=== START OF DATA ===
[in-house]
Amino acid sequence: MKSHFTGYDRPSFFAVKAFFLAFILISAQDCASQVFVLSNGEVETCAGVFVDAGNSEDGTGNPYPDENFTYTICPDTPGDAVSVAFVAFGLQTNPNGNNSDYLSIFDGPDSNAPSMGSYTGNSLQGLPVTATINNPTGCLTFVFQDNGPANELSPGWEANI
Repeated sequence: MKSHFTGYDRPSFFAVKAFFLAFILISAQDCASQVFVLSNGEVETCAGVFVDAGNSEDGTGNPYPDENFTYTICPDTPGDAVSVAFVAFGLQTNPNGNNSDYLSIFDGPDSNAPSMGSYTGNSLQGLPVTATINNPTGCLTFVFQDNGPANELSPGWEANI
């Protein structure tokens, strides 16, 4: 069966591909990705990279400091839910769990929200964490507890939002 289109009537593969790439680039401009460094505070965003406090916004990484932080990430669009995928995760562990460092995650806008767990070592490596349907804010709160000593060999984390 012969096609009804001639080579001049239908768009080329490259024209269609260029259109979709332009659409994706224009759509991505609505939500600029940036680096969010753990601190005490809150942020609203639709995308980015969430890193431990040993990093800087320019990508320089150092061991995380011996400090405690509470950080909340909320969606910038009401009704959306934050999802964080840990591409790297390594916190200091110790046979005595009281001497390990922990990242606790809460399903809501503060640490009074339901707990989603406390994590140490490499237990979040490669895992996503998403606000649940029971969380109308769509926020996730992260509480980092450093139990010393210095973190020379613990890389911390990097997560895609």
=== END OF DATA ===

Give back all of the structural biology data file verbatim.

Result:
[in-house]
Amino acid sequence: MKSHFTGYDRPSFFAVKAFFLAFILISAQDCASQVFVLSNGEVETCAGVFVDAGNSEDGTGNPYPDENFTYTICPDTPGDAVSVAFVAFGLQTNPNGNNSDYLSIFDGPDSNAPSMGSYTGNSLQGLPVTATINNPTGCLTFVFQDNGPANELSPGWEANI
Repeated sequence: MKSHFTGYDRPSFFAVKAFFLAFILISAQDCASQVFVLSNGEVETCAGVFVDAGNSEDGTGNPYPDENFTYTICPDTPGDAVSVAFVAFGLQTNPNGNNSDYLSIFDGPDSNAPSMGSYTGNSLQGLPVTATINNPTGCLTFVFQDNGPANELSPGWEANI
């Protein structure tokens, strides 16, 4: 069966591909990705990279400091839910769990929200964490507890939002 289109009537593969790439680039401009460094505070965003406090916004990484932080990430669009995928995760562990460092995650806008767990070592490596349907804010709160000593060999984390 012969096609009804001639080579001049239908768009080329490259024209269609260029259109979709332009659409994706224009759509991505609505939500600029940036680096969010753990601190005490809150942020609203639709995308980015969430890193431990040993990093800087320019990508320089150092061991995380011996400090405690509470950080909340909320969606910038009401009704959306934050999802964080840990591409790297390594916190200091110790046979005595009281001497390990922990990242606790809460399903809501503060640490009074339901707990989603406390994590140490490499237990979040490669895992996503998403606000649940029971969380109308769509926020996730992260509480980092450093139990010393210095973190020379613990890389911390990097997560895609």